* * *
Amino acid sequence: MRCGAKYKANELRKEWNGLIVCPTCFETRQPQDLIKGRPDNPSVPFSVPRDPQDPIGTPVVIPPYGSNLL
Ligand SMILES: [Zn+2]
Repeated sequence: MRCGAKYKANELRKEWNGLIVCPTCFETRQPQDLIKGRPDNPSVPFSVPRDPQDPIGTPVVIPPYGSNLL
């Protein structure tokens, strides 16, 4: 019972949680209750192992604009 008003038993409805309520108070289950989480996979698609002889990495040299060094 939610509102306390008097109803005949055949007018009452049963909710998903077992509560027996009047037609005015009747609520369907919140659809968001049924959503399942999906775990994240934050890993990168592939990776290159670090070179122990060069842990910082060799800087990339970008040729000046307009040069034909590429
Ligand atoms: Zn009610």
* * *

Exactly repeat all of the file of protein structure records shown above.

Amino acid sequence: MRCGAKYKANELRKEWNGLIVCPTCFETRQPQDLIKGRPDNPSVPFSVPRDPQDPIGTPVVIPPYGSNLL
Ligand SMILES: [Zn+2]
Repeated sequence: MRCGAKYKANELRKEWNGLIVCPTCFETRQPQDLIKGRPDNPSVPFSVPRDPQDPIGTPVVIPPYGSNLL
């Protein structure tokens, strides 16, 4: 019972949680209750192992604009 008003038993409805309520108070289950989480996979698609002889990495040299060094 939610509102306390008097109803005949055949007018009452049963909710998903077992509560027996009047037609005015009747609520369907919140659809968001049924959503399942999906775990994240934050890993990168592939990776290159670090070179122990060069842990910082060799800087990339970008040729000046307009040069034909590429
Ligand atoms: Zn009610």